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All-Star sees hope in Detroit

Associated Press
Published February 3, 2004

DETROIT - Ivan Rodriguez stared through a window at the snow-blanketed ballpark he will call home and answered the question many have asked.

Why would he go from the World Series champion Marlins to the worst team in baseball, the Tigers?

"The owner showed me respect, and that is the reason I'm here," Rodriguez said Monday after finalizing a $40-million, four-year contract.

"Everybody is saying I'm going from a World Series team to a losing team, but I don't think of the Tigers as a losing team. I think the Tigers just had a bad season. It's going to be completely different this year."

The Tigers, who haven't had a winning record since 1993, lost an AL-record 119 games last season. They were one loss short of baseball's post-1900 record set by the 1962 Mets.

Their new catcher is a 10-time All-Star and 10-time Gold Glove winner and was MVP of the NL Championship Series last season.

"If you don't mind for a moment I'm going to soak this up a little bit," manager Alan Trammell said. "This is how it starts. This is how we get better."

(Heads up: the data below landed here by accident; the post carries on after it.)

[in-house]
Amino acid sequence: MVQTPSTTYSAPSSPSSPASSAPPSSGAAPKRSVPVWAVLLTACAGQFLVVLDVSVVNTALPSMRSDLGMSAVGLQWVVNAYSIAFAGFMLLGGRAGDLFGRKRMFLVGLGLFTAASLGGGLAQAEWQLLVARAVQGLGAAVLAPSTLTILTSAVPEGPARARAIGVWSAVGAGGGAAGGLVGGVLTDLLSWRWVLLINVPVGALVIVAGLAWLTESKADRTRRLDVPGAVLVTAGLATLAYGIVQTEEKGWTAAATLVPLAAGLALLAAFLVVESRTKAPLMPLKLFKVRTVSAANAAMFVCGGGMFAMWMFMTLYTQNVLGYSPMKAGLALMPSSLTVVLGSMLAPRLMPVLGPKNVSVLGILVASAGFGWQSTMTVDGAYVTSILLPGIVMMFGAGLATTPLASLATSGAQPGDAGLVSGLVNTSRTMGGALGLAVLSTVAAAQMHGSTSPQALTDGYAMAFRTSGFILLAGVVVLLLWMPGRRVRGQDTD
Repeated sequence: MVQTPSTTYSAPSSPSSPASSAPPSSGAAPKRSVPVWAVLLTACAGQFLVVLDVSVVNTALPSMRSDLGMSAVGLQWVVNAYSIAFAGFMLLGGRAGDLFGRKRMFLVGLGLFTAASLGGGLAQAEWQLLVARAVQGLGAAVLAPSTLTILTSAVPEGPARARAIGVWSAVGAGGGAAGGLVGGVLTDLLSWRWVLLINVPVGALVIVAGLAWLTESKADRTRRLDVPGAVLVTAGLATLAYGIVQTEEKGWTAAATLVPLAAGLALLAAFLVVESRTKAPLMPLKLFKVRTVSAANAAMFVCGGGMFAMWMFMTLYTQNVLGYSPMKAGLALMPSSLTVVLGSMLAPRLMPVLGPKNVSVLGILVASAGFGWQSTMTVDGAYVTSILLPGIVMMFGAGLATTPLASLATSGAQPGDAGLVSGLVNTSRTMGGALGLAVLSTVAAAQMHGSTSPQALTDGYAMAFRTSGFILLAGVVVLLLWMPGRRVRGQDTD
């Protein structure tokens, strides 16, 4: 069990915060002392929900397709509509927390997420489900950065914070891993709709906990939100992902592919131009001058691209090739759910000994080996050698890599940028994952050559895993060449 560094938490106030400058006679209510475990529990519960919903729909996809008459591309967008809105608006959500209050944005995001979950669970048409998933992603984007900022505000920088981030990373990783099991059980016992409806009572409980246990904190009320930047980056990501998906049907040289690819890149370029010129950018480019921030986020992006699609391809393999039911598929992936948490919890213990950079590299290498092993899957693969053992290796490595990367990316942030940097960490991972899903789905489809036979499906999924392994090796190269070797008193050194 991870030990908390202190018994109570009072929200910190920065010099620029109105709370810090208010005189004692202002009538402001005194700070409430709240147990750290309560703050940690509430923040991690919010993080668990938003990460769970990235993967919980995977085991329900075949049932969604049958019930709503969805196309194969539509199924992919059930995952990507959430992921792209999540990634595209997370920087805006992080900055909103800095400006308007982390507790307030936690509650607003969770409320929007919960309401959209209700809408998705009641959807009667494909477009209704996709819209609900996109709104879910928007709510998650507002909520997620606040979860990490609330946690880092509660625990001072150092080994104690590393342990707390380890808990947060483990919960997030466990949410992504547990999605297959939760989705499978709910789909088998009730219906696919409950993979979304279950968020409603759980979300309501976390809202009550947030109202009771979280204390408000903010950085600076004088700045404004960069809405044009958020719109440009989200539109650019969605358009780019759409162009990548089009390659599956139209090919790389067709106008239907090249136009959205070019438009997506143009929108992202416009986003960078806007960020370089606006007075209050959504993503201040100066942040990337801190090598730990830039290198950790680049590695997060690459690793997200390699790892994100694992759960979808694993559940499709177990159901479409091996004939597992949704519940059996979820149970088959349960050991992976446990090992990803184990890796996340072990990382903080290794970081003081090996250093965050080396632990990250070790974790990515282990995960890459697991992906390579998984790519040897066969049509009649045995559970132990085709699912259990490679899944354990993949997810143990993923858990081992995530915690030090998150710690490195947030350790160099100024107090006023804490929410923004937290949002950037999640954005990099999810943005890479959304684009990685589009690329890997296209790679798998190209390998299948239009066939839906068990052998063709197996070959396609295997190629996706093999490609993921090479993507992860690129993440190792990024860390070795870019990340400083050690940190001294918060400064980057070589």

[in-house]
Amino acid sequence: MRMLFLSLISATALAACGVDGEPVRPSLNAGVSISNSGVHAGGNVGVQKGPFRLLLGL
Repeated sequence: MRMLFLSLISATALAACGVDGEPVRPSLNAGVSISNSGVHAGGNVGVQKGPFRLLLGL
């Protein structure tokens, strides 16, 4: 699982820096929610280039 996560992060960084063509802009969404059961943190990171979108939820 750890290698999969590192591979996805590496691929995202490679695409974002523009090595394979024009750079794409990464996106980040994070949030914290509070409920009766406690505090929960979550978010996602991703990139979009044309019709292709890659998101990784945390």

If Rodriguez, who has an injury history, goes on the disabled list for five of more weeks, the Tigers would be able to end the contract after two or three seasons.

HENSON QUITS BASEBALL: Drew Henson has agreed to leave the Yankees to pursue an NFL career.

Henson's agent, Casey Close, told the Yankees the third baseman is quitting after three mediocre seasons in the minor leagues, AP reported. Henson will forfeit the $12-million he is owed from the contract he agreed to in 2001.

The NFL's Houston Texans, who hold the quarterback's rights, announced Henson would work out with the team Feb. 12 in a showcase for the other 31 teams.

SMOLTZ BACKS ROSE: John Smoltz said he felt a little betrayed when Pete Rose acknowledged betting on baseball.

But the Braves closer doesn't believe the all-time hits leader should be denied a spot in Cooperstown.

"I understand why he shouldn't be reinstated to baseball," Smoltz said. "But I have trouble with him not being in the Hall of Fame."

In a book released in January, Rose, who accepted a lifetime ban from baseball in 1989, admitted betting on the sport while managing the Reds.

A'S: Free-agent infielder Eric Karros agreed to a one-year contract with a club option for 2005, giving general manager Billy Beane the right-handed bat he had been seeking.

MARLINS: Outfielder Wil Cordero agreed to a $600,000, one-year contract. Cordero must pass a physical for the deal to become final, which could happen today.

OBITUARY: Joel Rubenstein, a top aide to Peter Ueberroth with the Los Angeles Olympic Organizing Committee and the commissioner's office, died of cancer Sunday in Newport Beach, Calif. He was 67. Mr. Rubenstein joined the commissioner's office in October 1984 as executive vice president for marketing and helped found the Baseball Assistance Team, which raises money to assist former major-leaguers in need.

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